DVD Movie Review: Elle
Date Viewed: March 22 2017
Directed By Paul Verhoeven (Basic Instinct, RoboCop, Total Recall, Starship Troopers, Showgirls and Hollow Man)
Screenplay By David Birke, Based on the novel by Philippe Dijan
Starring: Isabelle Huppert, Laurent Lafitte, Anne Consigny, Charles Berling, Virginie Efira, Judith Magre, Christian Berkel, Jonas Bloquet, Vimala Pons, Alice Issaz, Arthur Mazet, Raphael Lenglet and Lucas Prisor.
The film begins with a middle-aged woman being raped in her home by a masked intruder. Instead of calling the police, the woman just cleans up her mess and moves on like it never even happened. Paul Verhoeven's French-language film "Elle" tells the story of a conflicted woman who's the victim of rape but she doesn't want to be portrayed as one. Popular French actress Isabelle Huppert (who earned a Best Actress Oscar nomination for her savagely terrific work here) has played complex roles with great range in the past but this is her most stunning role yet.
She deserves high praise for taking on a brave and risky character like this and she goes into directions where you won't expect. For those of you who don't know him, director Paul Verhoeven was in the Hollywood spotlight for twenty years making violent and risqué mainstream releases such as "RoboCop", "Total Recall", "Basic Instinct", "Hollow Man", "Starship Troopers" and of course, the infamous 1995 camp classic "Showgirls" for which he excepted a Worst Director Razzie award.
After making "Hollow Man", Verhoeven left the Hollywood industry and decided to get involved in the kind of films he wanted to make. With "Elle", Verhoeven has scored a major comeback lap and it would be interesting to see what film he makes next. Isabelle Huppert plays Michèle Leblanc, the boss of a successful video game company where her male employees can't stand her. She also feels estranged from her adult son, Vincent (Jonas Bloquet) who's currently in a relationship with Josie (Alice Issaz) his domineering and likely unfaithful pregnant girlfriend.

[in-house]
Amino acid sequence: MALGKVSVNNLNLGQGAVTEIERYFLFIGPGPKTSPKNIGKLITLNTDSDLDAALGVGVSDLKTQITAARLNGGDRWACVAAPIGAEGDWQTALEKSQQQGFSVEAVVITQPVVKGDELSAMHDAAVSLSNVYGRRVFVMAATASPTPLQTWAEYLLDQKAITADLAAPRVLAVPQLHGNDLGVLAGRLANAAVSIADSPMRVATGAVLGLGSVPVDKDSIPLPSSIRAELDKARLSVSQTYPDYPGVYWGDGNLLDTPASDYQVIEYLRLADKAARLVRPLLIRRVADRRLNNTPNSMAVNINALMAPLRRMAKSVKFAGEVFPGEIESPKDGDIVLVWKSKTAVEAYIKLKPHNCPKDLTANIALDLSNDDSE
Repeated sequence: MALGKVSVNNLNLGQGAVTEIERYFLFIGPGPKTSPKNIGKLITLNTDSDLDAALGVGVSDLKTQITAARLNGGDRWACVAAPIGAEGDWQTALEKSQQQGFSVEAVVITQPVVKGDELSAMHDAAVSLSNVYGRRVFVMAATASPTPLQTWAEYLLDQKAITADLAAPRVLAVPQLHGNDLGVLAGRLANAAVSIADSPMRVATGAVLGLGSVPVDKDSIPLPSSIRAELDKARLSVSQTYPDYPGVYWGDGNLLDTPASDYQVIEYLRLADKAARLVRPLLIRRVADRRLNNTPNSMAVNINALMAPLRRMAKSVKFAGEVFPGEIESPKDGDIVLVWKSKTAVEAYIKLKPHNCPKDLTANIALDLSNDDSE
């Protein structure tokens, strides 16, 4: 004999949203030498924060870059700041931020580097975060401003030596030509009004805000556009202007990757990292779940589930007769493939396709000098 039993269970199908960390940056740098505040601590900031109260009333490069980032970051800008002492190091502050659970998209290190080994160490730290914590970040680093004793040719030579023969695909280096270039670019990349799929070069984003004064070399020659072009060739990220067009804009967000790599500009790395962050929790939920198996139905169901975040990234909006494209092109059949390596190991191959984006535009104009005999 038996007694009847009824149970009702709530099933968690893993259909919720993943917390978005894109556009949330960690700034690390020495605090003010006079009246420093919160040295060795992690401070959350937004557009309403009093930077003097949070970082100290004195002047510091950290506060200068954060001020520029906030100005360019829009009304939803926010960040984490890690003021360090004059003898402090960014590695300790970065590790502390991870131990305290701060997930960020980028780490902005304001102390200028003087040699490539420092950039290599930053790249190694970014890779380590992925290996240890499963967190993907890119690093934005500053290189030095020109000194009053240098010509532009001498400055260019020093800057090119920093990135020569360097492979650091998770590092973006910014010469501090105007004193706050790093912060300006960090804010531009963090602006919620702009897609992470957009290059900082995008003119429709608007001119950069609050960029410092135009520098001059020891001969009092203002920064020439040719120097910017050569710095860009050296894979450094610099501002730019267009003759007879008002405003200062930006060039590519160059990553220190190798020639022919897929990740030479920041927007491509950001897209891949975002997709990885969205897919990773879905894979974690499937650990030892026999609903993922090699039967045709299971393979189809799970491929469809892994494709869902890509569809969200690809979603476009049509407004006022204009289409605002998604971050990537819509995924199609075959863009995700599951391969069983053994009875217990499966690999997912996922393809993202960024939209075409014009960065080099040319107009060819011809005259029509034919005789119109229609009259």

Michèle also has a contentious relationship with her bitter mother, Irène (Judith Magre) due to her strange and "Ehhhhh.... OKAY!" relationships with younger men and narcissistic behavior towards her. Michèle's father was an infamous mass murderer who at times brought her along when she was 10-years-old during his crime sprees. Meanwhile, Michèle is hanging on to two current affairs, she develops a flirtation with her neighbor, Patrick (Laurent Lafitte) while at the same time clinging on to an affair with Robert (Christian Berkel) who just happens to be the husband of Michèle's best friend and business partner, Anna (Anne Consigny). After being raped by a masked assailant in her home, Michèle tells her friends and ex-husband about it and they are shocked and surprised that she didn't call the police. Michèle didn't phone 911 or report the incident to the police because she is wary of law enforcement.
Being attacked and raped in her home changes Michèle's life forever as she plans to take on the assailant herself. When she does find out who he is, she doesn't call the police. She instead develops a puzzling and curious game with him. What exactly is her motivation here? Is it revenge or is it psychological sexual needs? You need to see the movie and find out for yourself.
"Elle" is an absolute mind-twister of a thriller from director Paul Verhoeven. His direction is swift and he makes the material as lurid and uncomfortable as possible. The screenplay by David Birke which he adapted from Philippe Dijan's novel "Oh..." is as dark as it is disturbing but that's what makes "Elle" so brilliant and mesmerizing.
Isabelle Huppert's performance is brazenly flawless in every way imaginable, so much so I thought she should've won Best Actress over Emma Stone. Go ahead, blast me all you want but Huppert had a more tougher role to play, her character had more range and a lot of big-time actresses would've stayed away from that role. It maybe too raw and graphic for most viewers but "Elle" solidifies Isabelle Huppert as one of the greatest European actresses working today and it's certainly one of the most brutal and glorifying movies from last year.